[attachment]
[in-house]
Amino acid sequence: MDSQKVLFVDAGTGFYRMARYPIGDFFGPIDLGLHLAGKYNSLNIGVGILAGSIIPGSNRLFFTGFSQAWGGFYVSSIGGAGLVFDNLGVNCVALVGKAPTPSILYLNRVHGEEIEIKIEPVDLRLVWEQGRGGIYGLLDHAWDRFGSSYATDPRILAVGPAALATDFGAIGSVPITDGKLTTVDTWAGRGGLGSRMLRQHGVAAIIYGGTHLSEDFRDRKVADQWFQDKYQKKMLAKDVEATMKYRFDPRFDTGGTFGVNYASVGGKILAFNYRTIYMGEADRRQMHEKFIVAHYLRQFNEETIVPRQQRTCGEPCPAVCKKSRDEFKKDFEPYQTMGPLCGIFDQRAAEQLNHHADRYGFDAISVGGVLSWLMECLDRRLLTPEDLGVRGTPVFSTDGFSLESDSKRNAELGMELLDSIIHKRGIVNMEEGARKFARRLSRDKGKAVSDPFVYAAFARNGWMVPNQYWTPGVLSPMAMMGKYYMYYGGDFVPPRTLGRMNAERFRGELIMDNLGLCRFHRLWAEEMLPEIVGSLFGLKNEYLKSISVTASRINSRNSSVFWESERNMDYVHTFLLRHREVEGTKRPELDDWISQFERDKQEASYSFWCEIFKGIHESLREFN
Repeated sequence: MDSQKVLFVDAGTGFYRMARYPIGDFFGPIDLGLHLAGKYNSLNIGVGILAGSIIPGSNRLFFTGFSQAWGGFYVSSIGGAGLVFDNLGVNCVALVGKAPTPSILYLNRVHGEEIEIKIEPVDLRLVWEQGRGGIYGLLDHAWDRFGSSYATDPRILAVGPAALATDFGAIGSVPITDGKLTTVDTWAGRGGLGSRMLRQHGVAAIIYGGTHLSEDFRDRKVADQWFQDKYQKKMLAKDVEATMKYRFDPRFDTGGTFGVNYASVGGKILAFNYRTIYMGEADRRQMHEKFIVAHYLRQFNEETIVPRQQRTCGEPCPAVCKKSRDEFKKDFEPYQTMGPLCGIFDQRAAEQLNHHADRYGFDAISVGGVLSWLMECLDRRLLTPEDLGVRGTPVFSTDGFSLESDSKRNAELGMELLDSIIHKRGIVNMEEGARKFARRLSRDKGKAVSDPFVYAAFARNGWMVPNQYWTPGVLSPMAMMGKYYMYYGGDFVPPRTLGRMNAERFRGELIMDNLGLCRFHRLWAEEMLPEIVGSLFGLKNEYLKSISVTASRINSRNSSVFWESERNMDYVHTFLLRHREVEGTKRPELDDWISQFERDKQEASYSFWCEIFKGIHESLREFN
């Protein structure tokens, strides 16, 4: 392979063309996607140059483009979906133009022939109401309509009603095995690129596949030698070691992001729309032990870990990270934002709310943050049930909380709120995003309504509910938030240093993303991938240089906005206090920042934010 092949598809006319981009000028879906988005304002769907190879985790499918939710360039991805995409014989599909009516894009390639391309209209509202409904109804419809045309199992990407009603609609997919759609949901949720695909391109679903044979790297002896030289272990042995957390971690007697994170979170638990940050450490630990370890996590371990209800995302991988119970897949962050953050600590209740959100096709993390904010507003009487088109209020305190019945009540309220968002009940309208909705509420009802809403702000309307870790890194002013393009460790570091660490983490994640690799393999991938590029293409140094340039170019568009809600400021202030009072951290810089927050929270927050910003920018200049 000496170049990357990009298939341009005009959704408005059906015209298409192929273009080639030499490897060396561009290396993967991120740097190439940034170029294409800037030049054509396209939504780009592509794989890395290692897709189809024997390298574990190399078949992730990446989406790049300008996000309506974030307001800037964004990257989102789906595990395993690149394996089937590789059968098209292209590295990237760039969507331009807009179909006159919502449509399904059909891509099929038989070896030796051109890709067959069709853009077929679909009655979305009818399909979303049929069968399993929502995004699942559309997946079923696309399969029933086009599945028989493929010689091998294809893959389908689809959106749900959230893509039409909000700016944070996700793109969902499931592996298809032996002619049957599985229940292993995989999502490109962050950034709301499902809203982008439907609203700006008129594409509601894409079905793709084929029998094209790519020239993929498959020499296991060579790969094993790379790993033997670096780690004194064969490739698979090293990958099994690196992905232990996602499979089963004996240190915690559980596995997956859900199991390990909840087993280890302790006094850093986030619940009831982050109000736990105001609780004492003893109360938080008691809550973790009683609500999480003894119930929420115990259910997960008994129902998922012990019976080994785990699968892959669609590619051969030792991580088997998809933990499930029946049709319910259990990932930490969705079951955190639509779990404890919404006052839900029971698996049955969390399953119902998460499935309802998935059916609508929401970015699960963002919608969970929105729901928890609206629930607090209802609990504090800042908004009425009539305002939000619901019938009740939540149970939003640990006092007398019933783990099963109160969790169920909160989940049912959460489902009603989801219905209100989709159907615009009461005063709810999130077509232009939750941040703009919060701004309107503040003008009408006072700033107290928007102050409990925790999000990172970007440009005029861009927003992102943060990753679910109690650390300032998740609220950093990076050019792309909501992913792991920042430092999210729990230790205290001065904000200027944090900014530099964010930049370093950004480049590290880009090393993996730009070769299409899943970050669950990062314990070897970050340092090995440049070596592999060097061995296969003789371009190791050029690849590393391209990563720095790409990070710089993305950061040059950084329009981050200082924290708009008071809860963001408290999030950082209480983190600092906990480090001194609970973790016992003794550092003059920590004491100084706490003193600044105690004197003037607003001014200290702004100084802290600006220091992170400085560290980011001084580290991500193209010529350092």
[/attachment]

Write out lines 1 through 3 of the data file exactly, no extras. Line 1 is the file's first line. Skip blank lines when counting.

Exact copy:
[in-house]
Amino acid sequence: MDSQKVLFVDAGTGFYRMARYPIGDFFGPIDLGLHLAGKYNSLNIGVGILAGSIIPGSNRLFFTGFSQAWGGFYVSSIGGAGLVFDNLGVNCVALVGKAPTPSILYLNRVHGEEIEIKIEPVDLRLVWEQGRGGIYGLLDHAWDRFGSSYATDPRILAVGPAALATDFGAIGSVPITDGKLTTVDTWAGRGGLGSRMLRQHGVAAIIYGGTHLSEDFRDRKVADQWFQDKYQKKMLAKDVEATMKYRFDPRFDTGGTFGVNYASVGGKILAFNYRTIYMGEADRRQMHEKFIVAHYLRQFNEETIVPRQQRTCGEPCPAVCKKSRDEFKKDFEPYQTMGPLCGIFDQRAAEQLNHHADRYGFDAISVGGVLSWLMECLDRRLLTPEDLGVRGTPVFSTDGFSLESDSKRNAELGMELLDSIIHKRGIVNMEEGARKFARRLSRDKGKAVSDPFVYAAFARNGWMVPNQYWTPGVLSPMAMMGKYYMYYGGDFVPPRTLGRMNAERFRGELIMDNLGLCRFHRLWAEEMLPEIVGSLFGLKNEYLKSISVTASRINSRNSSVFWESERNMDYVHTFLLRHREVEGTKRPELDDWISQFERDKQEASYSFWCEIFKGIHESLREFN
Repeated sequence: MDSQKVLFVDAGTGFYRMARYPIGDFFGPIDLGLHLAGKYNSLNIGVGILAGSIIPGSNRLFFTGFSQAWGGFYVSSIGGAGLVFDNLGVNCVALVGKAPTPSILYLNRVHGEEIEIKIEPVDLRLVWEQGRGGIYGLLDHAWDRFGSSYATDPRILAVGPAALATDFGAIGSVPITDGKLTTVDTWAGRGGLGSRMLRQHGVAAIIYGGTHLSEDFRDRKVADQWFQDKYQKKMLAKDVEATMKYRFDPRFDTGGTFGVNYASVGGKILAFNYRTIYMGEADRRQMHEKFIVAHYLRQFNEETIVPRQQRTCGEPCPAVCKKSRDEFKKDFEPYQTMGPLCGIFDQRAAEQLNHHADRYGFDAISVGGVLSWLMECLDRRLLTPEDLGVRGTPVFSTDGFSLESDSKRNAELGMELLDSIIHKRGIVNMEEGARKFARRLSRDKGKAVSDPFVYAAFARNGWMVPNQYWTPGVLSPMAMMGKYYMYYGGDFVPPRTLGRMNAERFRGELIMDNLGLCRFHRLWAEEMLPEIVGSLFGLKNEYLKSISVTASRINSRNSSVFWESERNMDYVHTFLLRHREVEGTKRPELDDWISQFERDKQEASYSFWCEIFKGIHESLREFN